The blue edge on the fan represents the outer fan stick, the lines on the handle of the fan represent the edges of the other fan sticks. I wanted to make these a little different to the clouds and the other edges so I worked them in two lines of #1 twisted gold. After finishing the fan I went back to some of the pines. First I completed the veins on the leaves then couched #3 gold round the bottom of the leaves.

Starting on the outside edge the gold is couched round and round until the top and bottom of the shape touch. As this point the middle of the round shape is filled in, the gold is finished off and the couching starts again on the next shape.

By the time I'd done the top two pines I'd had enough of couching so I packed it in at that point, but I am very pleased with how they are looking.

Sunday, 10 August 2008

Shippo, shippo, and more shippo.

Treasure ship is growing slowly but surely and I have had a nice weekend working on the shippo pattern on the sail. Actually I should say I have had a weekend re-working shippo!! I have done some work on this section before, but on going back to it I decided that the red and white lines were a bit skimpy so took them all out to redo them. There are five distinct phases to this section, all the blue shapes are stitched in a twisted thread, then the white outline in flat silk, then the red outline in flat silk, yellow silk padding for the centre flowers, and last the centre flowers in #1 real gold. The white and red stitches are both worked in the same way, a right to left diagonal and in a clockwise direction.

I got all the white outlines done and most of the red before I decided I needed a change, so I went back to the centre flowers and put in padding I had not done the first time round.

I have worked a few of the centre flowers with #1 gold, but it has been difficult to get a good picture so here is a close up of one of the flowers. This picture makes it look quite big but the shippo are only about an inch across, so the gold flowers are really quite tiny.

I have enjoyed stitching the shippo, but I thought I needed a break as there is another 1/3rd or so to be completed, so I decided to break it up a bit and have a go at another section of goldwork.

The broom is first worked with a flat gold silk and then it is overstitched with #4 gold which form the twiggy branches of the broom. The yellow lines you can see on the flat silk are guide lines for the gold thread, only the main branches are marked, all the little twiggy offshoots are stitched randomly.

I have tried to get an overview of the broom but the flash bounced of the silk a bit, will have to have another go in natural light. I think this gives a pretty good idea of how the broom will look once all the twiggy sections are completed.

If anyone out there is counting, we are up to 158 hours!!

Tuesday, 29 July 2008

Iris Stream & Treasure Ship

Yay, Iris Stream is finished at last. I have really enjoyed stitching this piece and am very pleased with how it turned out.
In no way does it have the same impact as the Hoitsu Scroll stitched by the professionals of Kurenai-kai but every time I look at it it will remind me of the original.

Sadly I don't have a picture of the full scroll which I can share with you. But if you would like to see some there are some pictures on the CD of the World Exhibition 2007 which is available from JEC.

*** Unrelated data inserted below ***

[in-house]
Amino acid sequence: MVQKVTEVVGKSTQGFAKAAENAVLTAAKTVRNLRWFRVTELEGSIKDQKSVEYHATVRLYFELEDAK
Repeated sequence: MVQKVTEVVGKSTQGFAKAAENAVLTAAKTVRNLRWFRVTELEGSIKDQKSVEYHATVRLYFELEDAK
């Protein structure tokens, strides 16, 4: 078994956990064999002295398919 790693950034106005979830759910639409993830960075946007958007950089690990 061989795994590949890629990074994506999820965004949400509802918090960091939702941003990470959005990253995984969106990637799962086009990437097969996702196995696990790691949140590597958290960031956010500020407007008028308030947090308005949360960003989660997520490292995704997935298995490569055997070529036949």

It has taken me longer than I thought to get back into the routine of stitching, but now I have and have finished Iris Stream I am looking forward to getting on with Treasure Ship.
This picture shows the lines on the boat in progress, I have completed this section, just need to take some photographs.

Couching gold work is my least favourite part of Japanese embroidery. This piece doesn't have much couching work on it, these clouds on the fan and part of the mast of the ship, but on going back to this piece I decided to work the fan clouds first so then I can relax and enjoy the rest of the stitching.

The gaps between the couching look quite obvious here, partly because it is a close up and partly because the black fabric shows through the gap. It looks ok in real life though so I will not be taking it out. Actually the spacing on the middle cloud is better then the one on the right. I worked the one on the right first so by the time I worked the middle one I had had a bit of practice. The third cloud on the left will also be filled in, I'll do that next.

Thursday, 24 July 2008

Japan Day 2008

Well there has been a bit of a gap in my posts. Life here has been very busy for the past few weeks, so I have done very little stitching.

Last Saturday was Japan Day 2008 in Liverpool where we had a stand and were demonstrating our stitching. We had a great day and were overwhelmed by the number of visitors we had to our stall and by all the lovely things they had to say about our work. A big thank you to everyone who came along and said hello.

We had lots of interest from all age groups

I am surrounded by Japanese embroidery every day and see so much beautiful work by my fellow students that I forget sometimes there aren't that many of us and am always surprised by the reaction of people who are seeing traditional Japanese embroidery for the first time.
I shouldn't be really as it is the same response I had, but it is lovely to experience and even more lovely to talk to new people about my passion.

Lena and Carol-Anne deep in conversation with some visitors
Me working on Iris Stream (it's nearly finished I promise!)
Carol-Anne working on Bridge Between East and West - a new design introduced at the 2007 World Exhibition
Sue working on Bouquet from the heart of Japan